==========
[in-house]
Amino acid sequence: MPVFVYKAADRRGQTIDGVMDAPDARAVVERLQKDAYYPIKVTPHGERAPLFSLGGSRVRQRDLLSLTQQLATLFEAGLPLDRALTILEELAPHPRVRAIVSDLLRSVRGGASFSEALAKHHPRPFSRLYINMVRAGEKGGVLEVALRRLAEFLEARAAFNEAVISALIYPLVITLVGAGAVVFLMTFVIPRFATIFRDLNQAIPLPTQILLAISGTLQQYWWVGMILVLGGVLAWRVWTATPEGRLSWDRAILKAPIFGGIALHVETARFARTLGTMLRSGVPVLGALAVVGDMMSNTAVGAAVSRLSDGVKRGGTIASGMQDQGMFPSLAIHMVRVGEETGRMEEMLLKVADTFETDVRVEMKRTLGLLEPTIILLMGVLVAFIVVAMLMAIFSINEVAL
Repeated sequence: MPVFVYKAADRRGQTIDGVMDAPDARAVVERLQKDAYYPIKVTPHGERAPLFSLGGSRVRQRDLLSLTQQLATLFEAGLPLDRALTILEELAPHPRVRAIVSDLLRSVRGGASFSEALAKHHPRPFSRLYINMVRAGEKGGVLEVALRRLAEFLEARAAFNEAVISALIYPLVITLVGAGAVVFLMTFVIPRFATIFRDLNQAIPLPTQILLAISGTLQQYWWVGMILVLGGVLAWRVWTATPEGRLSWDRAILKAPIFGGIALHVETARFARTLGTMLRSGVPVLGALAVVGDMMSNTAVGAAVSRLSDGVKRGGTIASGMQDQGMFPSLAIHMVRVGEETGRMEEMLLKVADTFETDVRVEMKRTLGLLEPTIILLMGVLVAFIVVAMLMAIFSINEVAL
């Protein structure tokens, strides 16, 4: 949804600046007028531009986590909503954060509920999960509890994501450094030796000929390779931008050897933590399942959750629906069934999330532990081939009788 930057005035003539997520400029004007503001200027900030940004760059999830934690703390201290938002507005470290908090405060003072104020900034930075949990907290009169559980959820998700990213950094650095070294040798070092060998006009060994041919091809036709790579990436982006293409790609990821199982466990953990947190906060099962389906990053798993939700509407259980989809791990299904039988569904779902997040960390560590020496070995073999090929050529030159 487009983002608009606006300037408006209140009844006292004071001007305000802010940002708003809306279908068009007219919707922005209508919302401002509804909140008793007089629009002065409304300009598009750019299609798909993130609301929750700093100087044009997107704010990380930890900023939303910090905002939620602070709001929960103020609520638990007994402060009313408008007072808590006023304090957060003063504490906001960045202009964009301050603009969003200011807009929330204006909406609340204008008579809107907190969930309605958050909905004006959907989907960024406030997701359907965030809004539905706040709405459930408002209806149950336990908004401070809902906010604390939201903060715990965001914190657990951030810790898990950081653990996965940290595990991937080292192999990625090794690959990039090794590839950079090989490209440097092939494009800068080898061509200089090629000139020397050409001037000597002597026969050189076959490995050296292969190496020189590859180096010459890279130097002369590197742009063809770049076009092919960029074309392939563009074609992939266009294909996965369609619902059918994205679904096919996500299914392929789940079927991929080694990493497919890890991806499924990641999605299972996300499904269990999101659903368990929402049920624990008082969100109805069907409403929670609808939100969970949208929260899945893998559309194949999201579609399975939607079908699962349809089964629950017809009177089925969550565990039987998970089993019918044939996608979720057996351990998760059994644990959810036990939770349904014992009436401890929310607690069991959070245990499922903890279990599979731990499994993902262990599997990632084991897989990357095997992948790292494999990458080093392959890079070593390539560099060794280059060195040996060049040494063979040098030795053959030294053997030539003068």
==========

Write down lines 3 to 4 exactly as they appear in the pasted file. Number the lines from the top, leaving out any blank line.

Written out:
Repeated sequence: MPVFVYKAADRRGQTIDGVMDAPDARAVVERLQKDAYYPIKVTPHGERAPLFSLGGSRVRQRDLLSLTQQLATLFEAGLPLDRALTILEELAPHPRVRAIVSDLLRSVRGGASFSEALAKHHPRPFSRLYINMVRAGEKGGVLEVALRRLAEFLEARAAFNEAVISALIYPLVITLVGAGAVVFLMTFVIPRFATIFRDLNQAIPLPTQILLAISGTLQQYWWVGMILVLGGVLAWRVWTATPEGRLSWDRAILKAPIFGGIALHVETARFARTLGTMLRSGVPVLGALAVVGDMMSNTAVGAAVSRLSDGVKRGGTIASGMQDQGMFPSLAIHMVRVGEETGRMEEMLLKVADTFETDVRVEMKRTLGLLEPTIILLMGVLVAFIVVAMLMAIFSINEVAL
């Protein structure tokens, strides 16, 4: 949804600046007028531009986590909503954060509920999960509890994501450094030796000929390779931008050897933590399942959750629906069934999330532990081939009788 930057005035003539997520400029004007503001200027900030940004760059999830934690703390201290938002507005470290908090405060003072104020900034930075949990907290009169559980959820998700990213950094650095070294040798070092060998006009060994041919091809036709790579990436982006293409790609990821199982466990953990947190906060099962389906990053798993939700509407259980989809791990299904039988569904779902997040960390560590020496070995073999090929050529030159 487009983002608009606006300037408006209140009844006292004071001007305000802010940002708003809306279908068009007219919707922005209508919302401002509804909140008793007089629009002065409304300009598009750019299609798909993130609301929750700093100087044009997107704010990380930890900023939303910090905002939620602070709001929960103020609520638990007994402060009313408008007072808590006023304090957060003063504490906001960045202009964009301050603009969003200011807009929330204006909406609340204008008579809107907190969930309605958050909905004006959907989907960024406030997701359907965030809004539905706040709405459930408002209806149950336990908004401070809902906010604390939201903060715990965001914190657990951030810790898990950081653990996965940290595990991937080292192999990625090794690959990039090794590839950079090989490209440097092939494009800068080898061509200089090629000139020397050409001037000597002597026969050189076959490995050296292969190496020189590859180096010459890279130097002369590197742009063809770049076009092919960029074309392939563009074609992939266009294909996965369609619902059918994205679904096919996500299914392929789940079927991929080694990493497919890890991806499924990641999605299972996300499904269990999101659903368990929402049920624990008082969100109805069907409403929670609808939100969970949208929260899945893998559309194949999201579609399975939607079908699962349809089964629950017809009177089925969550565990039987998970089993019918044939996608979720057996351990998760059994644990959810036990939770349904014992009436401890929310607690069991959070245990499922903890279990599979731990499994993902262990599997990632084991897989990357095997992948790292494999990458080093392959890079070593390539560099060794280059060195040996060049040494063979040098030795053959030294053997030539003068």